Flames devoured swaths of brush and trees in northern California on Wednesday amid unseasonably hot and dry weather.
High winds that spread new fires this week in the Napa and Sonoma wine country and in a far northern area of the state were reduced to breezes, but vegetation remained ripe for burning in high temperatures amid very low humidity.
The National Weather Service said the weather conditions would last for several days due to high pressure centered over the state. Heat advisories were in effect or pending along about three-quarters of the California coast and many areas had poor air quality due to smoke.
Numerous studies in recent years have linked bigger wildfires in America to global warming from the burning of coal, oil and gas, especially because climate change has made California much drier. A drier California means plants are more flammable.
About 70,000 people were under evacuation orders in the wine region north of San Francisco where the Glass fire has incinerated dozens of homes along with winery installations and other buildings.
The Napa county sheriff’s office posted photos and video of a hellish scene of fires raging on forested hillsides at midnight close to a highway in the western part of the county.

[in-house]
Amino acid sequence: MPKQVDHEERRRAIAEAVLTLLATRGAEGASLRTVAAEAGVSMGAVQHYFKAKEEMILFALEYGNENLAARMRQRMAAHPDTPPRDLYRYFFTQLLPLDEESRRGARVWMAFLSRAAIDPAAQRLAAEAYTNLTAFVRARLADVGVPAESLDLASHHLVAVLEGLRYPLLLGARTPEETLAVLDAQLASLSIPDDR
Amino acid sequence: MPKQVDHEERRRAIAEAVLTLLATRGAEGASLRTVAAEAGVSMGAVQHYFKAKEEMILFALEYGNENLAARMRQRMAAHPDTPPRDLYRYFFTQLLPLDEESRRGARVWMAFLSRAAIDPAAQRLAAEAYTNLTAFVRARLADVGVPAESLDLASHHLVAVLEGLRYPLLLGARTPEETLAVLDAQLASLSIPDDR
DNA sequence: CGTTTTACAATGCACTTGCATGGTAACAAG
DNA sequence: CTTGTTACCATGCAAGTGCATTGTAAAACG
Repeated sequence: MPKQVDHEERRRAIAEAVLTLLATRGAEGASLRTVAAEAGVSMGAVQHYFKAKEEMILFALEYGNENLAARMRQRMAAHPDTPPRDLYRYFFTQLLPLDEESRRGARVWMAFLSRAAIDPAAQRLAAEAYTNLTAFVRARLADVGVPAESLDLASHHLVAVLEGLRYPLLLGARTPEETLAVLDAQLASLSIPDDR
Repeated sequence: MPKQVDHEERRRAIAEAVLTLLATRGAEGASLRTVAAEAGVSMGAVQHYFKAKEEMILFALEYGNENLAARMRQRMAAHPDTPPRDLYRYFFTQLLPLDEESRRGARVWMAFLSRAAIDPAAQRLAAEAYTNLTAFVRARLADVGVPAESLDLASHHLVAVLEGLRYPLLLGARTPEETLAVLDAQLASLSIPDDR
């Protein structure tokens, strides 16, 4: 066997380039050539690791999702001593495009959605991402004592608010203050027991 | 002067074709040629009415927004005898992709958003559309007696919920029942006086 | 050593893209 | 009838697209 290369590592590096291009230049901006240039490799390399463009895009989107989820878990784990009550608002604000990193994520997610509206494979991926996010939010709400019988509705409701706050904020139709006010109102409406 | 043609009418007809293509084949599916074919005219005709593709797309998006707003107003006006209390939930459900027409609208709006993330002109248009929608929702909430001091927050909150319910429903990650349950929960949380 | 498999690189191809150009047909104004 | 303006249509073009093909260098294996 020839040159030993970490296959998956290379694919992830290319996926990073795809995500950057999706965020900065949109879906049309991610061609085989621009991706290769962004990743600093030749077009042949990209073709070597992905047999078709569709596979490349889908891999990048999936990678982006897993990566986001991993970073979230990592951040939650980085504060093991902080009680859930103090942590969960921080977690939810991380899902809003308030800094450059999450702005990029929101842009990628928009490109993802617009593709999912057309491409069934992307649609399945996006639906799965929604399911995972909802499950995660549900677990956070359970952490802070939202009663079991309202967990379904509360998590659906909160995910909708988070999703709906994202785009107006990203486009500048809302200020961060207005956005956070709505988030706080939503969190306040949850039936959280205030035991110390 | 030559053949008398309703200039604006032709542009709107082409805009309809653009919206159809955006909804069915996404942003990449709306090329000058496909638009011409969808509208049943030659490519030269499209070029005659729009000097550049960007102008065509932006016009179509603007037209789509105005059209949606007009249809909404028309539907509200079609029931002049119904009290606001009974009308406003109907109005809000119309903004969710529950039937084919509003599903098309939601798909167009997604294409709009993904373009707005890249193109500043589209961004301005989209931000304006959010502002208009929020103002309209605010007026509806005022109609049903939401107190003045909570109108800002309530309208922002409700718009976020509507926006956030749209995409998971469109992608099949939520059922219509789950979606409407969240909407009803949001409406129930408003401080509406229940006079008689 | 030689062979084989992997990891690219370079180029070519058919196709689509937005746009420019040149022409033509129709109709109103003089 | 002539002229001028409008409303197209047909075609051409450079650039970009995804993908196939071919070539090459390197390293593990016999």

About 150 miles to the north, there was no containment reported for the Zogg Fire, which also erupted during Sunday’s high winds in a heavily forested area of rural Shasta county.
That fire has killed three people, and destroyed nearly 150 buildings. The circumstances of the deaths are not known. More than 1,200 people were evacuated.
That area was torched just two years ago by the deadly Carr fire.
The Glass and Zogg fires are among nearly 30 wildfires burning in California. Fire-related deaths total 29.
The Glass fire is the fourth major fire to hit the region in three years and comes ahead of the third anniversary of a 2017 wildfire that killed 22 people. Some of the land burned this time around has not burned for a century.
The Sonoma county sheriff, Mark Essick, acknowledged some significant “fire fatigue” in the community during a news conference on Tuesday.
“Many people are feeling the effects, many people are evacuating, and evacuated multiple times, and I just want everyone to know that we continue to support you,” Essick said.
Phyllis Rogers, 82, evacuated from her Santa Rosa home over the weekend as the Glass fire encroached on the city. Her son had called her earlier, saying it was one of those nights when it was probably better to “park the car at the front of the house and put the treasures in it”. A few hours later, she found herself slowly navigating the winding, unlit roads from her new home, trying to evacuate to her son’s home 25 minutes away.
With the smoke and debris striking her windshield the drive took her an hour. “Every driveway had a car on it with the trunk open and people scurrying and packing it,” Rogers said.